March is National Kidney Month, so what better way to celebrate then getting to know all about them! Here is everything you need to know about your kidneys and kidney health.
What do our kidneys do?
Our kidneys are very important in everyday health functions of our bodies. You cannot live without your kidneys, although some people do live healthy lives with only one kidney. The kidneys are two bean shaped organs that are only as big as a human fist. Our kidneys act as two filters for our blood, removing waste and toxins from our bodies. They filter roughly a half cup of blood per minute, removing toxins and extra fluid in your body. This waste and extra fluid is removed through urine production. The kidneys are connected to the bladder by two small tubes called ureters. The urine travels from the kidneys, through the ureters and to the bladder, producing urine. The importance of staying hydrated to help remove the waste through our urine is essential for kidney health.
Our kidneys are very important in everyday health functions of our bodies. You cannot
Removes acid from blood. (Caused by cells in our body)
What happens if kidneys do not work properly? If this is the case, the waste and toxins are not filtered to the bladder and are filtered back into our blood stream. This can cause serious issues with health and lead to kidney disease.
What is kidney disease?
More than one in seven American adults suffer from Chronic Kidney Disease. Having chronic kidney disease means your kidneys have been damaged and do not filter your blood correctly. Kidney disease is gradual, and loss of function happens over time. Eventually waste can build up in your body making you feel very sick. Kidney disease can lead to kidney failure, needing dialysis or a kidney transplant to survive. Kidney disease can cause serious health problemsthat include:
Heart disease and stroke
High blood pressure
Loss of appetiteDepression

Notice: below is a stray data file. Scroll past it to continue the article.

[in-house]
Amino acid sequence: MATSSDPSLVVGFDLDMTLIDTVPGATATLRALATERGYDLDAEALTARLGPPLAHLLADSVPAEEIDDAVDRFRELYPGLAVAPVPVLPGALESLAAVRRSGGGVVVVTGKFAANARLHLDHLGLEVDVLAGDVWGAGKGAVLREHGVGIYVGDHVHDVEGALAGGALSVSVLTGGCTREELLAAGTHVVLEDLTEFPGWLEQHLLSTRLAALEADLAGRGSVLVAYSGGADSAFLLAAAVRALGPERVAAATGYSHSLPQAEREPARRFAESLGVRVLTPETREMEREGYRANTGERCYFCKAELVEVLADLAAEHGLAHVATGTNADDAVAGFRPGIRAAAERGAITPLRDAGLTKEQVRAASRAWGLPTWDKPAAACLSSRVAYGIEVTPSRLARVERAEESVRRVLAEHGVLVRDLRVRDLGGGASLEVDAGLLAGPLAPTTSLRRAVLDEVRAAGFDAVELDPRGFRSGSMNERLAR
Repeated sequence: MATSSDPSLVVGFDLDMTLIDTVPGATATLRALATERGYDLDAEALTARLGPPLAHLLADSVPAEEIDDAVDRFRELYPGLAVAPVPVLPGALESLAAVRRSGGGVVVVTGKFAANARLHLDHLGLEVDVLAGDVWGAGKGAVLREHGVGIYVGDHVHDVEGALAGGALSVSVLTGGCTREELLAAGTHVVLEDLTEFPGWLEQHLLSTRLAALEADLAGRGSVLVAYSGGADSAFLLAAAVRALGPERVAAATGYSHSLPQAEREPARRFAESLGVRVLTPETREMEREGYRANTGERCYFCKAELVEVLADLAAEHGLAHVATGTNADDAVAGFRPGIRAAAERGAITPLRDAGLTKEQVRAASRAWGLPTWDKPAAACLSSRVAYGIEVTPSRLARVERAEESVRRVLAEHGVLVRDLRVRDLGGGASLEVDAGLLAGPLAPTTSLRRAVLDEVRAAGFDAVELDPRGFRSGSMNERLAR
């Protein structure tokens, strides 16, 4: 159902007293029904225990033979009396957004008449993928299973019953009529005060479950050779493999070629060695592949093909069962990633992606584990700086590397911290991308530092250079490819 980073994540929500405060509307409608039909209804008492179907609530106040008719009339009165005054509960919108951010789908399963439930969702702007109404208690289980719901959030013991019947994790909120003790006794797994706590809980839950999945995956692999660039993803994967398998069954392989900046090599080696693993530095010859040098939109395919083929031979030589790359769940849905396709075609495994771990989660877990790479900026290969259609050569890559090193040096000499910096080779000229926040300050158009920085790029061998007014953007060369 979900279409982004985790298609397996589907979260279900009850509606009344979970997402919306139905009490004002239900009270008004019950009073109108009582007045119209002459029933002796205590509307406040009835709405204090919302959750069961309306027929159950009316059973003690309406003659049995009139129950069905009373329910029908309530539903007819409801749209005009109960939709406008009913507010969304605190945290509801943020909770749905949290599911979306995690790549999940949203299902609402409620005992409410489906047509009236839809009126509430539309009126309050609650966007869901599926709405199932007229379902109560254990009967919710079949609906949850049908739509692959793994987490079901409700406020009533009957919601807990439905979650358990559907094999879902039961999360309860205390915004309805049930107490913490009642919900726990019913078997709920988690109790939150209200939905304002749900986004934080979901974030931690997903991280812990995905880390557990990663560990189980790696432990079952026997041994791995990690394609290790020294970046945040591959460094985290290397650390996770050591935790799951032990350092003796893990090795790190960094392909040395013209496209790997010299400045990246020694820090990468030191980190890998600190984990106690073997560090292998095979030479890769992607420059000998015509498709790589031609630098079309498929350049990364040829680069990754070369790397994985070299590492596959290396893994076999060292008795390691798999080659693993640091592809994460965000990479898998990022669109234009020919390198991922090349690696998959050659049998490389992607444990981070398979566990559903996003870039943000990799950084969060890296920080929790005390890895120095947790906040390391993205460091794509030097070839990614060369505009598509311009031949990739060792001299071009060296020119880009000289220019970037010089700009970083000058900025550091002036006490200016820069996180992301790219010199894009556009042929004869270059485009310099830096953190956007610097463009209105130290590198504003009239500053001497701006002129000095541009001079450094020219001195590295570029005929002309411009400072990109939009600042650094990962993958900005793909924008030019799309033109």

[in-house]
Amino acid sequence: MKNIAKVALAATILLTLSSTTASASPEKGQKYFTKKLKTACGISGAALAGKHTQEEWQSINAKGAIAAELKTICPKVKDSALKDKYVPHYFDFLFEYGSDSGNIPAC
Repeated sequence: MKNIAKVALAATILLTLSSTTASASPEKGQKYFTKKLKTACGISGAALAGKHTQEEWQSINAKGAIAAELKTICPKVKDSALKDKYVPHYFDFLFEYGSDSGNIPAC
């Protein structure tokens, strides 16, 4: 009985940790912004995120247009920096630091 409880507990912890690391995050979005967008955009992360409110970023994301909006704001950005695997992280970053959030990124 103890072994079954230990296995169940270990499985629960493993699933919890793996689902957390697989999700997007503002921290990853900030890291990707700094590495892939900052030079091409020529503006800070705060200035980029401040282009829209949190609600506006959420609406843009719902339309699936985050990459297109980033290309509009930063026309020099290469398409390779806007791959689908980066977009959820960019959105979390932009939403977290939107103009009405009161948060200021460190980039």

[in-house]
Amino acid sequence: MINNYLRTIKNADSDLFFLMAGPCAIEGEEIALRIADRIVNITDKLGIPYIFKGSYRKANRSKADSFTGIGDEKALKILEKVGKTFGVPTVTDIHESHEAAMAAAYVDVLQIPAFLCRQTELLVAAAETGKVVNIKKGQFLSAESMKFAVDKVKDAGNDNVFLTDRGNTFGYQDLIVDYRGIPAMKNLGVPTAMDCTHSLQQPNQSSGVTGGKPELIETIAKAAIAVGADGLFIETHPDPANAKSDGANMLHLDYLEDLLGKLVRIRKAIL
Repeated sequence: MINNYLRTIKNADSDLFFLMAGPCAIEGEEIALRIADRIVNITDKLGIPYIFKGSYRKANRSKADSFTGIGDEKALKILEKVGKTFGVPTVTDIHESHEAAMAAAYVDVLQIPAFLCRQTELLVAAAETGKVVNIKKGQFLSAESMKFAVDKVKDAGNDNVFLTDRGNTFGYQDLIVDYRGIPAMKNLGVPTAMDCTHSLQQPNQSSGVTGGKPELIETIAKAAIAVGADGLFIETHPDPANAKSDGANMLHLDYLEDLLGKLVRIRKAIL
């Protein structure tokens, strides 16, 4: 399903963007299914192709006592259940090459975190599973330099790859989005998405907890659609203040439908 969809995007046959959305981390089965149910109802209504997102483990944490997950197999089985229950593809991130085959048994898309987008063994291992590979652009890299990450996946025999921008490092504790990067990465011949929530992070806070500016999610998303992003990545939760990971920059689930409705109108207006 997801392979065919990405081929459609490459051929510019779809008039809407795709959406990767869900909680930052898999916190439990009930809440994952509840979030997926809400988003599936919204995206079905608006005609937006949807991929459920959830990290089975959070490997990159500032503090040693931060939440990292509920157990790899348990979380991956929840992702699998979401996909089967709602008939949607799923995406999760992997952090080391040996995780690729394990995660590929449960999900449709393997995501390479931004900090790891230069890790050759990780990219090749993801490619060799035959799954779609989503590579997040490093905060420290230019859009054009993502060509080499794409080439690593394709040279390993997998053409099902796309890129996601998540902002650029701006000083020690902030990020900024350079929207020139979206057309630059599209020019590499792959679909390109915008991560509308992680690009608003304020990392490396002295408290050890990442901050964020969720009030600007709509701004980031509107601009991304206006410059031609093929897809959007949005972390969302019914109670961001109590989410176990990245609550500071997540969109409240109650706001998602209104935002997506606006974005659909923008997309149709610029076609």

Kidney diseases are the ninth leading cause of death in the United States. Knowing the risk factors can promote healthy lifestyle changes to lower these risks. Those who are most at risk for kidney disease include:
Those who have diabetes. (Most common cause of kidney disease)
Those who have high blood pressure. (Second leading cause of kidney disease)
Have a family history of chronic kidney disease.
Old age. (Those over the age of 60 are more likely to develop kidney disease)
Knowing the signs of potential kidney disease can increase treatments sooner. Having kidney disease is hard to diagnose because most people might not even feel sick until the disease is progressed. Symptoms appear as signs that one or both of your kidneys are starting to fail. Symptoms include:
Dry, itchy skin.
Swollen feet and ankles.
Feeling fatigued and lowered energy.
Loss of appetite.
Nausea and vomiting.
Muscle cramping (especially during nighttime.)
Puffy eyes (More common in the morning)
Excessive urination or not urinating enough
Diagnosis and Treatment
If you suspect kidney disease, a series of tests performed to diagnose. Doctors will ask for a background of your medical history first. This includes, family history of kidney disease, if you suffer from any diseases currently, and a physical exam. Kidney disease diagnosis tests include:
Blood and urine tests. (Most common in detecting abnormalities)